Leatherface Review

Leatherface Poster #2

The Texas Chainsaw Massacre was one of those films that were game changers in the horror genre. Although it was a low budget film, it was a game-changer for the slasher genre. Seeing Leatherface chase after Sally during the daytime was something I’ve never seen in a horror film before. Typically, daytime meant that the “final girl” would be safe. Not so with The Texas Chainsaw Massacre. Unfortunately, the series itself has been on the decline as of late. With Texas Chainsaw Massacre 3D being the last film in the franchise, can Leatherface bring the Massacre series back in the good graces of horror fans?

Sadly, Leatherface is another step down for the struggling franchise. Even though Leatherface is touted as an origin film, the film doesn’t delve deep into his origin story at all. Not to mention, the rest of the Sawyer family is left on the sidelines. With a lack of Leatherface and his psychotic family, fans will wonder why this film was a part of the Texas Chainsaw Massacre series in the first place.

Leatherface follows a teenage Jed Sawyer as he escapes from a mental hospital with three other inmates and a young nurse. The group goes on a road trip from hell while being pursued by a sheriff out for revenge.

Leatherface - Stephen Dorff and Lili Taylor

Although Leatherface works as a mild introduction into the franchise, it doesn’t work as an origin story. It’s commendable that the filmmakers tried to mix things up with the way they present Leatherface’s origin story. Notably when they try to disguise who Leatherface among a cast of characters. Unfortunately, the film continually loses its focus as it goes through the film. In other words, it tries to be a lot of things without nailing down that one central tone. Ultimately, this “origin” film has absolutely nothing to do with the origin of Leatherface.

In this case, it’s only the beginning and end scenes that delve a bit into the origin of Leatherface. However, the problem with that is that fans of Texas Chainsaw Massacre already know the facts revealed in these two scenes. It’s nothing new to them. To top it all off, Jed’s sudden transformation into a psychopathic killer is completely unbelievable. The phrase “going from zero to a hundred real quick” comes to mind here.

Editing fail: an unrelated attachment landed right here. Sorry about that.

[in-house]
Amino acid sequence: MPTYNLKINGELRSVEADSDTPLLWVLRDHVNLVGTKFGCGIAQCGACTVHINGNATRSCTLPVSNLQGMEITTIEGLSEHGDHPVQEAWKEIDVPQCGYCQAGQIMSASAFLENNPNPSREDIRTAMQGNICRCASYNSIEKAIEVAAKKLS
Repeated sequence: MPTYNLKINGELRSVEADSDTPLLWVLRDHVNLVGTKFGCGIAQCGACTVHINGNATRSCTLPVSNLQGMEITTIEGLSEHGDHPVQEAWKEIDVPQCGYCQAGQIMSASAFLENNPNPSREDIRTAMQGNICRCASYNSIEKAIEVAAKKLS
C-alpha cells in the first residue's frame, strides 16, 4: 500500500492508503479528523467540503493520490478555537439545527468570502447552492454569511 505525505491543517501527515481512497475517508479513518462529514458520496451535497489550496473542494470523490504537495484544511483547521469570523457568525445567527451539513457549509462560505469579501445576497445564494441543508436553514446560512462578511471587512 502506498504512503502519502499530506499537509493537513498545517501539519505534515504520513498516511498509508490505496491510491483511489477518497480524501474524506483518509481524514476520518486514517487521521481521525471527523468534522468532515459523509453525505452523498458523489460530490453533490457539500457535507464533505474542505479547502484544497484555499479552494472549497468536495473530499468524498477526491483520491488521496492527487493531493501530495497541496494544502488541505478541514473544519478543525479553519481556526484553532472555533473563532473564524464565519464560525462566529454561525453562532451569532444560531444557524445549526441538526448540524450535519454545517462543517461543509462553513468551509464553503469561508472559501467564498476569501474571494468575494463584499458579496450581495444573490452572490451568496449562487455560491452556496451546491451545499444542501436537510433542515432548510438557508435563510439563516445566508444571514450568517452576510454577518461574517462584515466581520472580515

Not to mention, the storyline isn’t that interesting either. Other than the beginning and end scenes involving the Sawyer family, the film is just stale at best. The film offers very little in terms of surprises, scares, and suspense. Leatherface attempts to get us to root for “heroes” of the film. Sadly, this doesn’t work because we don’t know anything about these characters. There’s not a lot of redeeming qualities to them either. Even Lizzy the nurse is someone you can’t root for because of her questionable decisions. She’s the type of horror film stereotype that’ll make you yell at the screen because of her decisions.

But the biggest disappointment of all comes from directors Alexandre Bustillo and Julien Maury. The directors of the crazy (but excellent) Inside had the opportunity to elevate this film. Those who have seen Inside know that these directors know how to stage horror set pieces. Yet the film deteriorates into a pointless shock and awe type of horror film. To put it another way, Leatherface is not that scary.

Leatherface - James Bloor, Jessica Madsen, Sam Strike, Vanessa Grasse, and Sam Coleman

As for the main cast, they’re mediocre at best too. Vanessa Grasse does well in her early scenes, but once everything goes awry she regresses. Then again, the screenplay doesn’t give Grasse much material to act in. James Bloor and Jessica Madsen chew the scenery whenever they’re on screen. Sam Strike provides the better performance out of the group as he shows an array of emotions. Granted, he hams it up when he does go psycho but he keeps it under wraps for the most part.

The supporting cast is full of recognizable actors yet they provide little to the film. Stephen Dorff provides the best performance in the entire film. Although, that’s not saying much. Dorff is scary, ruthless, and a bit sympathetic. In addition, Finn Jones is as average here as he is in the Netflix/Marvel series. The only difference is that he has a bad Texas accent here. Lili Taylor does well as Verna Sawyer, the family’s matriarch. She’s motherly yet incredibly insane at the same time.

Overall, Leatherface is a disappointing entry in the Texas Chainsaw Massacre franchise. The franchise has certainly seen some better days. Yet with a dull script, average acting, and no origin story involved, Leatherface has a very limited amount of redeeming factors. Even the most die-hard of fans will find it hard to recommend the film.

Rating: 1/5 atoms

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